Tony

Fox News’ Steve Hilton Urges Trump To Dump ‘Toxic Chump’ Rudy Giuliani!

Image result for steve hilton

Steve Hilton

Dear Commons Community,

Fox News host Steve Hilton says it’s time for Donald Trump to ditch Rudy Giuliani over his business dealings in Ukraine. 

“It turns out that the former mayor’s own personal business interests are wrapped up in all this,” Hilton said on Sunday night. “To put it simply, he’s been trying to enrich himself on the back of his relationship with President Trump.” 

Giuliani has been on the front lines of Trump’s attempts to pressure Ukraine into getting dirt on his political rivals, something he claimed was done at the request of the State Department.

At the same time, Giuliani was pursuing contracts for his consulting business with Ukrainian officials, the New York Times and Washington Post reported last week.

He said the contracts were never finalized and he “got paid ZERO.”  

Those proposed contracts also named Joseph diGenova and Victoria Toensing, a husband-and-wife pair of attorneys who have also been linked to Trump and have appeared on TV in defense of the president.

“I’m just fed up with the lot of them,” Hilton said, calling them “hangers-on” and “grifters.”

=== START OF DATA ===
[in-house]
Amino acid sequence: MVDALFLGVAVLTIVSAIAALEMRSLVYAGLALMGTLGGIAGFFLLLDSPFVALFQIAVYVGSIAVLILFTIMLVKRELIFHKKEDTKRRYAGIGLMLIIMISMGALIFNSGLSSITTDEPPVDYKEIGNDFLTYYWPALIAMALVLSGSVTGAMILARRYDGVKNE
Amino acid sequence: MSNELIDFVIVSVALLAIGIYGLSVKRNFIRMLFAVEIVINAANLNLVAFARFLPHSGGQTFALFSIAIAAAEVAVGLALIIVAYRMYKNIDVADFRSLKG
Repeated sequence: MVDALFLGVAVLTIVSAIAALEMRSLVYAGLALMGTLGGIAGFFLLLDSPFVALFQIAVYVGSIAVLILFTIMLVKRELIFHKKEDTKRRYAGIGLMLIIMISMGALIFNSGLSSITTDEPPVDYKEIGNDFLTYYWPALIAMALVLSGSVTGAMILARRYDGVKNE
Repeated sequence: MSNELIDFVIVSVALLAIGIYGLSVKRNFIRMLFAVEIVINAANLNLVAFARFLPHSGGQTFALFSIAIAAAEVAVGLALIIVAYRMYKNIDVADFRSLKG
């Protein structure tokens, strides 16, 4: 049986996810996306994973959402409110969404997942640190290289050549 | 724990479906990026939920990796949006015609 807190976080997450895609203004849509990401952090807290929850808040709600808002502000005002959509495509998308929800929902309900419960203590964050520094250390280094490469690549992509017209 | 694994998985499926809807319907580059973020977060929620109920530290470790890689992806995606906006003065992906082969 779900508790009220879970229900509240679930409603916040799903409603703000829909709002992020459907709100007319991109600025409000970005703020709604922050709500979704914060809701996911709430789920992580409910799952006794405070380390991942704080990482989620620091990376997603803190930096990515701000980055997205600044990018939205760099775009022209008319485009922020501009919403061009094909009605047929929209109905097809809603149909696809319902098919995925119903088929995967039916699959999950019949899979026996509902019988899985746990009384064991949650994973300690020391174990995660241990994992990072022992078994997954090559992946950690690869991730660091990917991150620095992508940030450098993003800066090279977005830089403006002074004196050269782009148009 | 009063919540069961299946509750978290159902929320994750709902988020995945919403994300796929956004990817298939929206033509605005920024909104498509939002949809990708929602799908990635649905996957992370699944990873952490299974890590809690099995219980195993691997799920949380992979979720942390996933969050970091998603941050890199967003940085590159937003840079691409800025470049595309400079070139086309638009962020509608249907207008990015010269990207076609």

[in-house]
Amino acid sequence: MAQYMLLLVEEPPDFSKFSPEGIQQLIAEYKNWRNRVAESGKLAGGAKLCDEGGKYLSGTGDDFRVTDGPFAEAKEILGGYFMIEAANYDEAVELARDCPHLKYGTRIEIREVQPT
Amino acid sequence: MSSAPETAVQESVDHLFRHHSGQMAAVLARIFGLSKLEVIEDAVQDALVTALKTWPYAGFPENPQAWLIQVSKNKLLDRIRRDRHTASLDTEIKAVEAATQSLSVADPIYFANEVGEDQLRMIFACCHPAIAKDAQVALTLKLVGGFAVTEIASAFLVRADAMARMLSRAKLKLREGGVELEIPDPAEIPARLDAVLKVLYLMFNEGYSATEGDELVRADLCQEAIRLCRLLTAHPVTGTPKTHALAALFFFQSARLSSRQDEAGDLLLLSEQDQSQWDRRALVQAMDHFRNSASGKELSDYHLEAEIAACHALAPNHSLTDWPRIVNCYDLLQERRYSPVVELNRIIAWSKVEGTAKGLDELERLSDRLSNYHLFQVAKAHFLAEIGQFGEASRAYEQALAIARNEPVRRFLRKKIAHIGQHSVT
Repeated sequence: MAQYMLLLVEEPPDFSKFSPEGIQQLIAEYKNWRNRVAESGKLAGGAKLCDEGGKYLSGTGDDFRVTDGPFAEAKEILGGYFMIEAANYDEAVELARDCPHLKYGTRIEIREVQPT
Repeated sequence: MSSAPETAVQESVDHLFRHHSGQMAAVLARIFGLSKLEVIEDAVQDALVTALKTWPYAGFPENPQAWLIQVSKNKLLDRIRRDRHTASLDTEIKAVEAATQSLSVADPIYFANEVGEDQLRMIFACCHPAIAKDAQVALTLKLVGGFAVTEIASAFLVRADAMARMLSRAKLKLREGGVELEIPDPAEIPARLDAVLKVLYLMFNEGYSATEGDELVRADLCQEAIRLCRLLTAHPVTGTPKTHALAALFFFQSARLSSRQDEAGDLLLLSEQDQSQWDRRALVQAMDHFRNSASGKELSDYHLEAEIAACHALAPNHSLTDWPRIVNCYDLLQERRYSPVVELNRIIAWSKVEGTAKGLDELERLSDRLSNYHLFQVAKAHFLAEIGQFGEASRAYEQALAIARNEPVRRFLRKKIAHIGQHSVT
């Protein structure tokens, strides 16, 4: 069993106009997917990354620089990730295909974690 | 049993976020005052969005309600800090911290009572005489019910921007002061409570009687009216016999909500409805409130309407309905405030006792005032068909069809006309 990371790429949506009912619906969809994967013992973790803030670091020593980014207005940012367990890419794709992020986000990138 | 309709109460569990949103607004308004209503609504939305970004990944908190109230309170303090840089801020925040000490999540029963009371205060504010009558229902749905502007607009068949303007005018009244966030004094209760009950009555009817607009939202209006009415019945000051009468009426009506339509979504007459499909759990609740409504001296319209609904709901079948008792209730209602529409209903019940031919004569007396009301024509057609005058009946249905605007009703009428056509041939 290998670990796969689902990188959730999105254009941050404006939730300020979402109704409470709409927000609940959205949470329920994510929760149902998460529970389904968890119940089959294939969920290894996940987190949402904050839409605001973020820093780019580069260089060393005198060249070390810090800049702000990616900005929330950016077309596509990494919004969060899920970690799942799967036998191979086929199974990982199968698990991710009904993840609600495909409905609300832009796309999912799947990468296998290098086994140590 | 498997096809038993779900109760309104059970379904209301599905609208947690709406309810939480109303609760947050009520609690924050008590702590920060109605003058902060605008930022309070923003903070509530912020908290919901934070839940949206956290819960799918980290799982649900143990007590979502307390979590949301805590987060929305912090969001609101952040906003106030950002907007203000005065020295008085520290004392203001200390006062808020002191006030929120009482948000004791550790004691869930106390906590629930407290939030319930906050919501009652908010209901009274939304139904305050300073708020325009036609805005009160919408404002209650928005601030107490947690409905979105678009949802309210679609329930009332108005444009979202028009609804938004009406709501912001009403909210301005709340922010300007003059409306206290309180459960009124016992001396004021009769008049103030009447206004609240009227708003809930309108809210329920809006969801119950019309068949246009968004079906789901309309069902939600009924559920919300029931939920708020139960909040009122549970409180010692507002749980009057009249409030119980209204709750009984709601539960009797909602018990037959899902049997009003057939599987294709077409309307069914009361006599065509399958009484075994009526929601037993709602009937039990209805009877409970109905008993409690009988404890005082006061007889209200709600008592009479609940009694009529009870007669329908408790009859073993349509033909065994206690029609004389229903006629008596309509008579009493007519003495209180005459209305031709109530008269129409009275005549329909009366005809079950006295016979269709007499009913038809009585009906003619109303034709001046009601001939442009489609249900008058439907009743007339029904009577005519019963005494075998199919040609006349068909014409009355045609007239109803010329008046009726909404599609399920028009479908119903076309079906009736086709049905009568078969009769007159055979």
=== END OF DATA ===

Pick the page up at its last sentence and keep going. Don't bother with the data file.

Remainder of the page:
“It’s time to dump these toxic chumps,” he declared on his show, “The Next Revolution.” 

Hilton has been one of many vocal pro-Trump voices on Fox News. Trump has thanked Hilton for praising him, called him “a real pro,” and has appeared on his show.  

Giuliani’s time as Trump’s attorney has been most notable for his wild media appearances in which he seems to blurt out information, such as the time he revealed Trump reimbursed attorney Michael Cohen for paying off porn star Stormy Daniels. 

Trump had previously claimed he had no knowledge of the payments. 

The Associated Press reported in October that some of Trump’s aides have been pushing the president behind the scenes to ditch Giuliani. 

Trump has stood by Giuliani, calling him “honorable.” 

However, Giuliani has said more than once that he has “insurance” if Trump ever decides to ditch him. 

The big bus might be just around the corner.

Tony